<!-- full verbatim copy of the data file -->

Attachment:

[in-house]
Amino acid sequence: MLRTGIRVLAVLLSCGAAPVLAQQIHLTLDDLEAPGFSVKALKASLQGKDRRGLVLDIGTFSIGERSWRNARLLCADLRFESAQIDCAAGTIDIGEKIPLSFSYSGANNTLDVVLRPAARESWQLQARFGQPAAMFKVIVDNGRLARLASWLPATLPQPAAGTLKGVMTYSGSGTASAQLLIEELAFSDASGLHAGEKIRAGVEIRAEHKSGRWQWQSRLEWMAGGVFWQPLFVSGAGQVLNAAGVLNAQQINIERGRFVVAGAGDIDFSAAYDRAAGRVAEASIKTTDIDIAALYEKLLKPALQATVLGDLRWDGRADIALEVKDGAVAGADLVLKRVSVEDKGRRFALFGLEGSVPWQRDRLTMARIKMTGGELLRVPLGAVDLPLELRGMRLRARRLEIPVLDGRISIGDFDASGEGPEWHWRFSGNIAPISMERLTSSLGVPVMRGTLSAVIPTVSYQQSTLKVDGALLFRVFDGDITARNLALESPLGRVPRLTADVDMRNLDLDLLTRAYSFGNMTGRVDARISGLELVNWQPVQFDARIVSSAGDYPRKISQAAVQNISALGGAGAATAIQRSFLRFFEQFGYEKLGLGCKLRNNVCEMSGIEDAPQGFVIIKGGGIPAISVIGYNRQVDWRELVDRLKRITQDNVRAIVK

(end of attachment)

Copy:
[in-house]
Amino acid sequence: MLRTGIRVLAVLLSCGAAPVLAQQIHLTLDDLEAPGFSVKALKASLQGKDRRGLVLDIGTFSIGERSWRNARLLCADLRFESAQIDCAAGTIDIGEKIPLSFSYSGANNTLDVVLRPAARESWQLQARFGQPAAMFKVIVDNGRLARLASWLPATLPQPAAGTLKGVMTYSGSGTASAQLLIEELAFSDASGLHAGEKIRAGVEIRAEHKSGRWQWQSRLEWMAGGVFWQPLFVSGAGQVLNAAGVLNAQQINIERGRFVVAGAGDIDFSAAYDRAAGRVAEASIKTTDIDIAALYEKLLKPALQATVLGDLRWDGRADIALEVKDGAVAGADLVLKRVSVEDKGRRFALFGLEGSVPWQRDRLTMARIKMTGGELLRVPLGAVDLPLELRGMRLRARRLEIPVLDGRISIGDFDASGEGPEWHWRFSGNIAPISMERLTSSLGVPVMRGTLSAVIPTVSYQQSTLKVDGALLFRVFDGDITARNLALESPLGRVPRLTADVDMRNLDLDLLTRAYSFGNMTGRVDARISGLELVNWQPVQFDARIVSSAGDYPRKISQAAVQNISALGGAGAATAIQRSFLRFFEQFGYEKLGLGCKLRNNVCEMSGIEDAPQGFVIIKGGGIPAISVIGYNRQVDWRELVDRLKRITQDNVRAIVK